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Respond to discussion 100-150 words for each..


I have to admit I did not recall ever having to compose a “test” besides a hand-written assessment with only a few questions. When I think of test, I think of the four-to five pages of typed tests I took in high school and college. We have come a long way.

I am in my third year of certified teaching and my Special Education and use goals and MDE standards to teach my students. Most goals that are functional are teacher observed, like brushing teeth, washing hands, and using a microwave. The MDE goals gives a scaffolding document in helping to unpack each standard. In addition to the scaffolding, which details what the student should already know and learn, there are multiple websites to pull work sheets. I use Teacherspayteachers.com, K5learning.com, Commonlit.com, and other reliable sources. There are assessments on MobyMax, Freckle, and computer-based learning alike. On the computer-based, I can select questions. So, I have constructed a test! My skills can certainly be improved. 

Specific ways I could improve is to remember the points given in our lecture. I know we can all attest to looking up at our teacher when test-taking and saying, “your tricking me!” on certain questions or asking exactly what they mean by a question or answer. In Special Education, there are no trick questions, but I can remember to keep it simple and avoid gray areas or wording that is vague and confusing. I would even bump up a notch and use words that are easy to understand and not words like “bewildered” in a passage – as I have read on a specific test for my kids that are on a third grade reading level. I can not control those tests, but I can ask good questions that they understand. When reading and answering questions, I can avoid words like “always” and “never” and make sure the answers are from the text, not opinion when using inference. I tend to use matching a lot, so I will look for those that separate ideas or concepts instead of listing a bunch of words in any order. Multiple choice is a preferred way to test, but I have to be careful when using them to test. They get confused and answer with what makes sense according to their own experience instead of text-based answers. Fill in the blank is a good way to make it a game. I read and they fill in the blank. I will remember to use the blank near the end of the sentence as our lecture suggest.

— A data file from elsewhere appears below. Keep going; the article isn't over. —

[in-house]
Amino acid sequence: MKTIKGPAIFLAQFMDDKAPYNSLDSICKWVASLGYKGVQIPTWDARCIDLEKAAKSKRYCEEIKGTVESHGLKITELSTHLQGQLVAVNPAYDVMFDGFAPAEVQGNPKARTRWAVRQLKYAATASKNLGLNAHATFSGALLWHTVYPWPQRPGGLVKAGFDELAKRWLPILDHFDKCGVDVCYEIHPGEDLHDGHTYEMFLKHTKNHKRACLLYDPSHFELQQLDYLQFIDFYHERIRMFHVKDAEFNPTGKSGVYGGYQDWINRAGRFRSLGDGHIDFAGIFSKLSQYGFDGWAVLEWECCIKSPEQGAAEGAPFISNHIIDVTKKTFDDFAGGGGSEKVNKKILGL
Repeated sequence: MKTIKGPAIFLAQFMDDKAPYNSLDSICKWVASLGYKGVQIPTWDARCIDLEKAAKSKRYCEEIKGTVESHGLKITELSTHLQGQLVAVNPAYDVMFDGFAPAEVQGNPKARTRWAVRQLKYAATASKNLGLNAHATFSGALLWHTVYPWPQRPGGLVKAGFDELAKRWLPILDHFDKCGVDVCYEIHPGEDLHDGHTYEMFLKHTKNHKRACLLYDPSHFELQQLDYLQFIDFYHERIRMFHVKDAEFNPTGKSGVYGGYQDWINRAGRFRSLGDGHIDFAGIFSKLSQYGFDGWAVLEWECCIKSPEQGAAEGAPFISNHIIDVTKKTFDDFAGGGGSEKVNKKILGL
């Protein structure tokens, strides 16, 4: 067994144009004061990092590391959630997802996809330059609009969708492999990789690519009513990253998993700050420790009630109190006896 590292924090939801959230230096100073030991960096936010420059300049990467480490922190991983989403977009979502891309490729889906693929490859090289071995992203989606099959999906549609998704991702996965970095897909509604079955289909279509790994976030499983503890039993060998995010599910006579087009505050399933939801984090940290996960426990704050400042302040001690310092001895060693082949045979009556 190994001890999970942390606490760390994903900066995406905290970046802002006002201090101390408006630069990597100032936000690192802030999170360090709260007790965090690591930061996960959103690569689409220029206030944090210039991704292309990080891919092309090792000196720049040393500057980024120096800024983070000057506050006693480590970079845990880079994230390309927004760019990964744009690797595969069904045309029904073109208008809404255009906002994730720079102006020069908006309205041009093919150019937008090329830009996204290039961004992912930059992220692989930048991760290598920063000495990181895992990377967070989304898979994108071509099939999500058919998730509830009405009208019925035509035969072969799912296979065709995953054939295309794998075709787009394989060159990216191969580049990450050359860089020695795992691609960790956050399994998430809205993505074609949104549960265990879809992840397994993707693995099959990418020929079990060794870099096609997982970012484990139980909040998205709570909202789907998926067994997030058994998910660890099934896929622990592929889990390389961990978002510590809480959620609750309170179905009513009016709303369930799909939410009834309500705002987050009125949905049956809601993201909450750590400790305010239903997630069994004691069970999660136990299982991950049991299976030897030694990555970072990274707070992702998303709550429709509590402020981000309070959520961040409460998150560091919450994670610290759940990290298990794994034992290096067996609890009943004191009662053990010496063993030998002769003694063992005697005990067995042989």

No matter the depth of knowledge, test instructions should be clear. If more than one choice is correct, it should be stated. Questions should be clear and absolute without using key words (stem clues) and other clues like “is” and “are” to hint at the correct answer.